“Ultimately the Judicial Council and the chief justice got the pretrial structure that they wanted,” said Anne Irwin, director of Smart Justice California, an advocacy organization that once supported the bill but has now taken a neutral position. “We know their support mattered immensely for Governor Brown.”

Yet the current bill is a grave disappointment to many advocates who initially fought for the legislation. Within days of the new draft’s circulation, groups like Human Rights Watch, the California Public Defenders Association, and the NAACP dropped their support. On Monday, the ACLU, after taking a neutral stance toward the altered legislation, shifted its position to one of opposition.

Chesa Boudin, a deputy public defender in San Francisco who has worked on litigation challenging cash bail in the state and who was on the advisory committee to the drafters of the original bill, says the new bill penalizes people regardless of guilt, not unlike the bail system it was intended to replace. “It creates a system where, by law, California would punish people just for being arrested, rather than waiting until they’re convicted of a crime.”

Advocates are also concerned about the role of risk-assessment tools, which help judges weigh a person’s likelihood of absconding or posing a threat to public safety. A previous draft of the bill used risk assessments to determine a defendant’s conditions of release (such as where the person could travel or whether he or she had to wear an ankle monitor). In the bill that passed the legislature, these tools could be used by judges to determine whether a person should be released. While that’s not uncommon around the country, it is often contested. Many reform advocates argue that risk assessments rely on data, such as employment and criminal history, that’s tainted by discrimination. In communities of color that are overpoliced, for example, there are likely to be more people with prior arrests.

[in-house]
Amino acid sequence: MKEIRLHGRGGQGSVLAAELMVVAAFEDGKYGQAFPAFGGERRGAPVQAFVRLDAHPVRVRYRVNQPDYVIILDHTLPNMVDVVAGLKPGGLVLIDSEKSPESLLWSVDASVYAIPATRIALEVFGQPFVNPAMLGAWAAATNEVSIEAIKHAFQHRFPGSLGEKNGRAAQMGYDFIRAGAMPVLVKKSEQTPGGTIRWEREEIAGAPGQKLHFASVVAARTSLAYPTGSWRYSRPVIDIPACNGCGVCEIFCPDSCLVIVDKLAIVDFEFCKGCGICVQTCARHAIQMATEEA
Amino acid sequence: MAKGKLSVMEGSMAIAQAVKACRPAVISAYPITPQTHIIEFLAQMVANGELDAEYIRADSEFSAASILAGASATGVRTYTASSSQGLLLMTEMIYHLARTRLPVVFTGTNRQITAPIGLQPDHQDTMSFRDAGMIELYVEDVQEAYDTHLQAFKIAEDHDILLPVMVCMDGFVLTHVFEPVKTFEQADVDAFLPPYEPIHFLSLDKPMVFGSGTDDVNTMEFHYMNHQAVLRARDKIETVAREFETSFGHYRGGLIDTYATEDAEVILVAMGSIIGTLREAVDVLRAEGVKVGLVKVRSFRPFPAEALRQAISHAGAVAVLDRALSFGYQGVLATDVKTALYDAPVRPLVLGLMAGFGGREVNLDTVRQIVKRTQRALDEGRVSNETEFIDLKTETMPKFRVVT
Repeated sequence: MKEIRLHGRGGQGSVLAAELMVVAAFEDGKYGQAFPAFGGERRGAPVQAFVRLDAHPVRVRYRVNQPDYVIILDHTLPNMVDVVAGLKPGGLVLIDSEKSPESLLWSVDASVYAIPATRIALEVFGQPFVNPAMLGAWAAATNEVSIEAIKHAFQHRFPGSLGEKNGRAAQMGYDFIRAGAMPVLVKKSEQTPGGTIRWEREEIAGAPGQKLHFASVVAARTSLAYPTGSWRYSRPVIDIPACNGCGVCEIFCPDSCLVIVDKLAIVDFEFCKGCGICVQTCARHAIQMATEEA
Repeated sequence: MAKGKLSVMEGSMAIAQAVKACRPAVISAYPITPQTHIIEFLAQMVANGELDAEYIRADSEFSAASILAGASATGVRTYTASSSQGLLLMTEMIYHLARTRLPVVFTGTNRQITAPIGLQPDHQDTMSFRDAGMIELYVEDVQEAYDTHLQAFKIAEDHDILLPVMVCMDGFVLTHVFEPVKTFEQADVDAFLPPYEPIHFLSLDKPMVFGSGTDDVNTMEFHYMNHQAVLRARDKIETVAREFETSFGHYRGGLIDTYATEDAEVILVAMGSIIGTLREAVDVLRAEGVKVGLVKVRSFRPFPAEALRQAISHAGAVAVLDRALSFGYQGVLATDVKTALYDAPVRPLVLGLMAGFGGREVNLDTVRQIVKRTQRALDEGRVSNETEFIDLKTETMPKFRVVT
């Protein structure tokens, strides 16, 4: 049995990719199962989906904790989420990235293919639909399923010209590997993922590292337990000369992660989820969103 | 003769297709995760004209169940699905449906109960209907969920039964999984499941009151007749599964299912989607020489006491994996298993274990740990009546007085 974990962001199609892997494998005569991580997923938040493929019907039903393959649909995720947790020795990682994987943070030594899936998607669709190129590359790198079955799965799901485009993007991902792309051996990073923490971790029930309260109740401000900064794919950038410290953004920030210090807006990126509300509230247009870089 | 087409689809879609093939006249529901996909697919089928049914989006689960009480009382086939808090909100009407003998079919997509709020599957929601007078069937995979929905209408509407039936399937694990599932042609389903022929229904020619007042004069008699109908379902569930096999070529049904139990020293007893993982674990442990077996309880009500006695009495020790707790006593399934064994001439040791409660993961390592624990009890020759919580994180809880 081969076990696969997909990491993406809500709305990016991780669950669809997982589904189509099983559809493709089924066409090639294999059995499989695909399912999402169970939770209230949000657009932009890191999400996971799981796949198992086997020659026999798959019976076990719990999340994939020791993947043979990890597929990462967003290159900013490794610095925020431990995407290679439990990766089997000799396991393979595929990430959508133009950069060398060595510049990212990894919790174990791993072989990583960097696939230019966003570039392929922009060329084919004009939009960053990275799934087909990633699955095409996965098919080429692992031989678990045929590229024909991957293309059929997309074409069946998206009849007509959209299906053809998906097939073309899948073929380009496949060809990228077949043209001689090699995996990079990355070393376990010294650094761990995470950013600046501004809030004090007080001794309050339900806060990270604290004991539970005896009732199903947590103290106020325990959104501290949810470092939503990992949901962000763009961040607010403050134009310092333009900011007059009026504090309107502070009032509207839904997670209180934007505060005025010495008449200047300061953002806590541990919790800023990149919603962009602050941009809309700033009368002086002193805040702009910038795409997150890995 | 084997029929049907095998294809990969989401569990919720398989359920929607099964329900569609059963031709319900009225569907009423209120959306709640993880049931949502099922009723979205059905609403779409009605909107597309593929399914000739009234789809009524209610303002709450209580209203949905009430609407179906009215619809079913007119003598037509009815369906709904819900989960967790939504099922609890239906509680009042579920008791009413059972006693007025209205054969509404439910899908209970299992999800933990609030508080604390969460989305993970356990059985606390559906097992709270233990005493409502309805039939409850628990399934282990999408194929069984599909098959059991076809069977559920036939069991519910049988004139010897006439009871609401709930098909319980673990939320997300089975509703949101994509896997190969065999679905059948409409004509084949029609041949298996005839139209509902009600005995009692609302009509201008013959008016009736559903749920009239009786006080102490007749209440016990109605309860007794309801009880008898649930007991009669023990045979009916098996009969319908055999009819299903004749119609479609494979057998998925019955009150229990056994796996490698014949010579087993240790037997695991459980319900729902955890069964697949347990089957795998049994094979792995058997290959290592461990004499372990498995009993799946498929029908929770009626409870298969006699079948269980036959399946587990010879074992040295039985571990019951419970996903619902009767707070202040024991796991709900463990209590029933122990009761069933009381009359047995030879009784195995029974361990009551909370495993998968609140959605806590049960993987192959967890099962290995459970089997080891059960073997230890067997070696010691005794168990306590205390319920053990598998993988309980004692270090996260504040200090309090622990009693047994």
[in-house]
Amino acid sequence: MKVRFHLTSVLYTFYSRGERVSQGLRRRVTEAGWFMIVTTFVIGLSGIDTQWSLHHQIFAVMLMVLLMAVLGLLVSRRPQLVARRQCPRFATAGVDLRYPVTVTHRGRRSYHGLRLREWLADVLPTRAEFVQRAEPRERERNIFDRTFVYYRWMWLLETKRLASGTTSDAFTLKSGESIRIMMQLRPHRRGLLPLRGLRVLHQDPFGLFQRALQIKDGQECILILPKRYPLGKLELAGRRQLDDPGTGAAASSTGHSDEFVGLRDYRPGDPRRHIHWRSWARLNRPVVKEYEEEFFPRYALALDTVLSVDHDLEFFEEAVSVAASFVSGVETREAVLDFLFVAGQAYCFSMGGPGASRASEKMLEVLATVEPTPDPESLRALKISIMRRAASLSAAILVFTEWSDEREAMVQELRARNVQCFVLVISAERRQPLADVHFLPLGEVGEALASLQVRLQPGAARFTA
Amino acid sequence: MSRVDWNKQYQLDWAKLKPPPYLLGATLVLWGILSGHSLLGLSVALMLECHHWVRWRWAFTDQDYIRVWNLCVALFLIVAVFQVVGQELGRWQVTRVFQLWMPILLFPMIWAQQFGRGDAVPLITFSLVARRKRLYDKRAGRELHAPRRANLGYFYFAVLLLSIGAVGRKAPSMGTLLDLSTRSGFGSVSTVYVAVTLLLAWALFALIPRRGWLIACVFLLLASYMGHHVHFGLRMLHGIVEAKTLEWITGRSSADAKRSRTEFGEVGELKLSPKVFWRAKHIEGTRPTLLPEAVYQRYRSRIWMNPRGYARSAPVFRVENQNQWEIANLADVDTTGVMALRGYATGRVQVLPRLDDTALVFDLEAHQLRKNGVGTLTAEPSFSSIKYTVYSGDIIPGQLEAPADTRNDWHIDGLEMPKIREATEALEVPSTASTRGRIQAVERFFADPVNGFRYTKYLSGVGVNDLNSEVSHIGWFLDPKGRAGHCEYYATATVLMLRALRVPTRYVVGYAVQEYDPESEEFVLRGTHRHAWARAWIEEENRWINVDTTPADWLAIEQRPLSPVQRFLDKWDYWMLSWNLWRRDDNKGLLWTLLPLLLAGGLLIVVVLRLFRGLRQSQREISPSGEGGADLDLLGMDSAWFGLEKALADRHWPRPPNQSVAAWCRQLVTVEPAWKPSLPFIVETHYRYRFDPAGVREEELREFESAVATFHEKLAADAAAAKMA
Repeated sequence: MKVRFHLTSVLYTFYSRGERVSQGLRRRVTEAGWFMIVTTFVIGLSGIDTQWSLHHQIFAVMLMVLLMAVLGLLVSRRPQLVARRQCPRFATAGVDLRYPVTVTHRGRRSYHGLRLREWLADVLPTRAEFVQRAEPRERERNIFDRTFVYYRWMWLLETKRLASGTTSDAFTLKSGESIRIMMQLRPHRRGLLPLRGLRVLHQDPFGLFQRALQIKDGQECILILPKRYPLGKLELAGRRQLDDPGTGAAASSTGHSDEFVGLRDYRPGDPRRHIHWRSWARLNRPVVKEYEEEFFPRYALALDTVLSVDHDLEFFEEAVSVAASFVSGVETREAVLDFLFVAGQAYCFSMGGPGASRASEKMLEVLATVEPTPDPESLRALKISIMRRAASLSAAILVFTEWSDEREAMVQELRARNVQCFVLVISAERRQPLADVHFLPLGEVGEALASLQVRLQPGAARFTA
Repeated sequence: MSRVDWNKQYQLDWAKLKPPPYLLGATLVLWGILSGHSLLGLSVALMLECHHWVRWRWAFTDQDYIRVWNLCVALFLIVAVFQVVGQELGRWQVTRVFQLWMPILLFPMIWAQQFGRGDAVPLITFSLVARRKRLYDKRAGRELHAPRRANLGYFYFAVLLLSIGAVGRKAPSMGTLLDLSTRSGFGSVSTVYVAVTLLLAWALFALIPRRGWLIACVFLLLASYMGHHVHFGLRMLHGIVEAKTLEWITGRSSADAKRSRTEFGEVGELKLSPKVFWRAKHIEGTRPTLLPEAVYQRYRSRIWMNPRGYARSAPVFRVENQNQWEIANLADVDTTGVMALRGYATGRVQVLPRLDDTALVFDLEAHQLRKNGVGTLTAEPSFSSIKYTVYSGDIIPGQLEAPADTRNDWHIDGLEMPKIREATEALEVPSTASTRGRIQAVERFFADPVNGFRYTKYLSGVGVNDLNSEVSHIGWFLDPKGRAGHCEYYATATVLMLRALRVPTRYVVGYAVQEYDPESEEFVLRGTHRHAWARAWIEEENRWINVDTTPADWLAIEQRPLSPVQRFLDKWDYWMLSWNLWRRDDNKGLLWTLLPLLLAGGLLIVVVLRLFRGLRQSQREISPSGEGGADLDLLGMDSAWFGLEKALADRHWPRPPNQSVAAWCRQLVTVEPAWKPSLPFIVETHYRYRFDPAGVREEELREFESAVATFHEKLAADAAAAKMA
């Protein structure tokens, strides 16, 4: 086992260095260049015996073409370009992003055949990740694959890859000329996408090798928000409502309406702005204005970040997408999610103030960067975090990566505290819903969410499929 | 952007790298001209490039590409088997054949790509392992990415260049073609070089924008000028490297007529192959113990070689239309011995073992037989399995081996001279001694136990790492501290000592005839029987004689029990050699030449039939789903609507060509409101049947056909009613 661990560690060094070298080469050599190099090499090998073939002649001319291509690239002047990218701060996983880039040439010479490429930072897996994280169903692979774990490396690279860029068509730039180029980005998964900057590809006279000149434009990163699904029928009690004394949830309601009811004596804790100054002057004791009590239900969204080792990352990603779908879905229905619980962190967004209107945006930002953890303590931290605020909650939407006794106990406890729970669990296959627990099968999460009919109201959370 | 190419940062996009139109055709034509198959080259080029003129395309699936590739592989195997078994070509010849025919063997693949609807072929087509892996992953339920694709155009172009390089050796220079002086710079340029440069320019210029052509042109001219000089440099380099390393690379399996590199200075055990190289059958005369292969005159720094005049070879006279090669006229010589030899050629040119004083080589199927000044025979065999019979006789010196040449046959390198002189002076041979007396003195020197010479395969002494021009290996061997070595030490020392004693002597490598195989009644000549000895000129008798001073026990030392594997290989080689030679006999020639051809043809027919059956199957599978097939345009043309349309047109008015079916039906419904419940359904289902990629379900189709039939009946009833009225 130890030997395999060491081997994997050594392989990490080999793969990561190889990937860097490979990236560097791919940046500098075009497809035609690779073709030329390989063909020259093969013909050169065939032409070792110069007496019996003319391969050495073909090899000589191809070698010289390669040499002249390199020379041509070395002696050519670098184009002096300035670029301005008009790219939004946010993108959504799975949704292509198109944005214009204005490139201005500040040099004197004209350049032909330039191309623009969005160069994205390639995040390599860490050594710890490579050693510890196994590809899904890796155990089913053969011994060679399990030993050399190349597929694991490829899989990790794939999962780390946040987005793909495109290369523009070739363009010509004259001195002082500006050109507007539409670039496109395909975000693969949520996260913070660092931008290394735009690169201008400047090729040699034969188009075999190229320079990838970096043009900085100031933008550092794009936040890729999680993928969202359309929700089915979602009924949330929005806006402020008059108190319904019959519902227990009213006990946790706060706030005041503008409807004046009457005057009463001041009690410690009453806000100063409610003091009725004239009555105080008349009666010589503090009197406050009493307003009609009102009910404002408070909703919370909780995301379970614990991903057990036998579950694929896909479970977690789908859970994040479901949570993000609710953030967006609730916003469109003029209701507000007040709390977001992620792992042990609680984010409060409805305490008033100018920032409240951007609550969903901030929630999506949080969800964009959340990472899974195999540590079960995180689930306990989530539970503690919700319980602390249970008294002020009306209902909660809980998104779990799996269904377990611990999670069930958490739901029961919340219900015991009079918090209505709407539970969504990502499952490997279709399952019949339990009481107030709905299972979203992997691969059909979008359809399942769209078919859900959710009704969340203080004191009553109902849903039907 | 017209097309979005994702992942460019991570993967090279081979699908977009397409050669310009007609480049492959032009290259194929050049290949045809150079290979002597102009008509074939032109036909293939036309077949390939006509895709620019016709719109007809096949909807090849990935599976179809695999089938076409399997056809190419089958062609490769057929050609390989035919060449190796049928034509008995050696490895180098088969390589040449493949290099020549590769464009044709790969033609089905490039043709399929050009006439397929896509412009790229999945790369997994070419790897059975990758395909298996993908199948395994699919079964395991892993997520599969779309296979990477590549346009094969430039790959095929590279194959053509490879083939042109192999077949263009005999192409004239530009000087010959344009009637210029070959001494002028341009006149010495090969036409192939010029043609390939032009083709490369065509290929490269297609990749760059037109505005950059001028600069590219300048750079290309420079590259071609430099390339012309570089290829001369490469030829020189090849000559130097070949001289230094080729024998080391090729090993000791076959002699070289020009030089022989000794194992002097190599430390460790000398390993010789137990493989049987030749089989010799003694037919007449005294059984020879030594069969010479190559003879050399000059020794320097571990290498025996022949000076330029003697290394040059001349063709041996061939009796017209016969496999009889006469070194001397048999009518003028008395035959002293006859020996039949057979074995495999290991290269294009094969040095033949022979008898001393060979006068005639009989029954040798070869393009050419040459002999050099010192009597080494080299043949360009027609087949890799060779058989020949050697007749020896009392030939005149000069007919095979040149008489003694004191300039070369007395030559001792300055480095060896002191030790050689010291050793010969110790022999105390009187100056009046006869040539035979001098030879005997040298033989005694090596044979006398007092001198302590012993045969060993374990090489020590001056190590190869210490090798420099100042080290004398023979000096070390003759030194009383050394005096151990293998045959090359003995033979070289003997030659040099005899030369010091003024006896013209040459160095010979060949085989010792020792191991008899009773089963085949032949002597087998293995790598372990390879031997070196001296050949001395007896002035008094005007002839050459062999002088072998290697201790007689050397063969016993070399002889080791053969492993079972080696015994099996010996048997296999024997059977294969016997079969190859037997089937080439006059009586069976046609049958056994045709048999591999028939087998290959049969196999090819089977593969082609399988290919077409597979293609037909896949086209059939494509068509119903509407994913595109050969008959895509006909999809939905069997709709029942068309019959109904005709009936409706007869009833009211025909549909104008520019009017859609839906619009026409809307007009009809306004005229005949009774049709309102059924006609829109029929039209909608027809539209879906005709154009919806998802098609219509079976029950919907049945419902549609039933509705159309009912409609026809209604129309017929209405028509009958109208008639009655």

The Superior Court in each county will be allowed to choose their own risk-assessment tools from a list approved by the Judicial Council and decide independently which charges should automatically result in detention hearings, which could lead to huge variations across the state. Statewide, most defendants who have been given a “low risk” designation by the risk-assessment tool will be automatically released.

“The fate of pretrial incarceration in California is now in the hands of judges,” Irwin said.

While that leaves many unknowns, Irwin says, there are reasons to worry. Earlier this year, Judge Aaron Persky was recalled after he handed out what was regarded as a “lenient” sentence to a man found guilty of sexual assault. It was the first judicial recall in California in more than 80 years, and Irwin says it may cause judges to think twice before choosing less punitive options for defendants.

“Right now, judges, for the first time are looking over their shoulders, and when they exercise their discretion to give what is perceived to be leniency to defendants, they now risk losing their jobs,” Irwin told The Appeal. “You have to question the theory that judges are going to exercise the discretion given to them by SB 10 in a way that actually releases more defendants pretrial.”